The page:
Holly Smith Pedlosky

Manifold Laundry



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Dan Brown's best-selling thriller The Da Vinci Code opens in the Grand Gallery of the Louvre in Paris with the discovery of a bizarre corpse: before expiring, the murdered curator had drawn around his navel in blood an ancient symbol connoting Venus. Tracking the killer, Harvard professor of religious and mythic symbolism Robert Langdon and French cryptologist Sophie Neveu follow labyrinthine paths leading to and through underground bank vaults, subterranean crypts, dank medieval tombs, and dark, twisted minds. They eventually unearth long-repressed archaic rituals of the worship of female potency, which is encrypted in Mediterranean art and culture.

But if, instead of Paris, the two sleuths had searched in Venice, Italy, they would have found that these chthonic mysteries, which proclaim the sacral power and fecundity of women, are out in the open, above ground, everywhere: on altars, on walls, and in the air.

Like the Da Vinci de-coders, I have been working on the unravelling of a mystery: what are the layers of meaning encoded in laundry lines in Venice, Italy? For many Venetian women, why is the act of hanging out clothes to dry on a line such a vital ritual? And how to decipher the code of symbols surrounding the use of draped and dangling cloth in Venetian art?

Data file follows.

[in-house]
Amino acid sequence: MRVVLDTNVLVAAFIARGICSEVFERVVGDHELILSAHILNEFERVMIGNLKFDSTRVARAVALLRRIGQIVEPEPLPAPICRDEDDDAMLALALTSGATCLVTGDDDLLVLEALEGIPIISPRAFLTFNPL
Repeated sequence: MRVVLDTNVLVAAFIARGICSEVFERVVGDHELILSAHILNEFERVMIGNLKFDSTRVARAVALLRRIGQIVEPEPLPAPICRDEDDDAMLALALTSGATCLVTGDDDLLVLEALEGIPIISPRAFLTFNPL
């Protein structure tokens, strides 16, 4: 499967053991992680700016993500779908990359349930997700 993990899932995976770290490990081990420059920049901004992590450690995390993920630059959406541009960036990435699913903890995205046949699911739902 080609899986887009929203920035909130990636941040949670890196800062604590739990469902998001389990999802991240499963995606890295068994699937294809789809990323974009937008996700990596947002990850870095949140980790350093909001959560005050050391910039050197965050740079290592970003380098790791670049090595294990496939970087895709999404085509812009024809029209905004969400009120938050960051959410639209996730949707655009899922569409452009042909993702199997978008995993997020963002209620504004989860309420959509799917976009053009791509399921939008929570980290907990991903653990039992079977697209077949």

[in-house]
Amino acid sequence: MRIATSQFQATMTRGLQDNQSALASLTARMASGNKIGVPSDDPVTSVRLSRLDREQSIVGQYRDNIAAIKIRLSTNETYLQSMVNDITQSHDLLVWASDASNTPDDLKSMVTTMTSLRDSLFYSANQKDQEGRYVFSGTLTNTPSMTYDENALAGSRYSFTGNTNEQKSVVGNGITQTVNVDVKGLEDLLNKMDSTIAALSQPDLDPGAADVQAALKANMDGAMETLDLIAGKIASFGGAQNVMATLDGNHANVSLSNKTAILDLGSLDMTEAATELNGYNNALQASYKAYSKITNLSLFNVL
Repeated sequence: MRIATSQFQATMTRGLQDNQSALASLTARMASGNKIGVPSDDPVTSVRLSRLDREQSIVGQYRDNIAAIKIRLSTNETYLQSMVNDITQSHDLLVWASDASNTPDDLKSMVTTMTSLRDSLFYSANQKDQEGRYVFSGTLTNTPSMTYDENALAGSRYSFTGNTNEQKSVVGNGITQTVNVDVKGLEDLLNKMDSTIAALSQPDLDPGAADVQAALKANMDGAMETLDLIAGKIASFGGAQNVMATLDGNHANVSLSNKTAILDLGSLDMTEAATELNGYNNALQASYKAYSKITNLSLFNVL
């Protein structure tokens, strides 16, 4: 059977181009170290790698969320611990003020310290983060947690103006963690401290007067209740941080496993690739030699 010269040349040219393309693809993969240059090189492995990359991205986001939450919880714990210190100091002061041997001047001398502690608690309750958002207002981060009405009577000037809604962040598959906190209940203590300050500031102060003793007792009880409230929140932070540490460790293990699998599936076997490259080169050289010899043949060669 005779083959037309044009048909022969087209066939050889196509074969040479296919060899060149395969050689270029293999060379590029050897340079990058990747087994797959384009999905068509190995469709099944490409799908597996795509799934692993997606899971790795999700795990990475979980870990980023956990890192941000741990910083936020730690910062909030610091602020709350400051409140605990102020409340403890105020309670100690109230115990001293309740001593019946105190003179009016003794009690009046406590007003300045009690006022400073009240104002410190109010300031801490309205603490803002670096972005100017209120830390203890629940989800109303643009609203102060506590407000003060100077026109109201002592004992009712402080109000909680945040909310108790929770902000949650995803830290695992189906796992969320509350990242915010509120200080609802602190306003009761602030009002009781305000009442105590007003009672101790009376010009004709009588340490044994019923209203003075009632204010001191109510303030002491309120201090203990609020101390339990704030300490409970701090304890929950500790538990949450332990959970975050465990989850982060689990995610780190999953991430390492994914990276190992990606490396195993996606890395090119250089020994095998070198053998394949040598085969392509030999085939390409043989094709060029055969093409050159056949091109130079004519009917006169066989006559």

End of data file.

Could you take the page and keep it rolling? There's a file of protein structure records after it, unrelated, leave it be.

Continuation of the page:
On one level my pictures here are just clothes hanging out to dry. But if you are in Venice, Italy, you might notice that some Venetian casalinghe (traditional Italian housewives) hang out their clothes (and often their shoes, furs, rags, baby toys and carriages) with a certain individual style. They can recognize each other's lines, for each cord is like a bird's song which says "This is me, this is my family, this is my territory."

But even more is going on. Spend some time in Venice, and you will see that there is a language, with ancient roots, of draped and suspended fabric in Venetian art and culture. From the knot of Inanna and Isis to what I call the Omega shawl, cloth has its iconography in Mediterranean art from 4,000 BC to the present. I do not claim that the Venetian casalinga is conscious of the symbolism of suspended fabric in Venetian cultural history, but she would feel that her act of putting clothes out to dry on a high cord in public would have a visual resonance with her culture’s construction of the Good, the Beautiful, even the Sacred.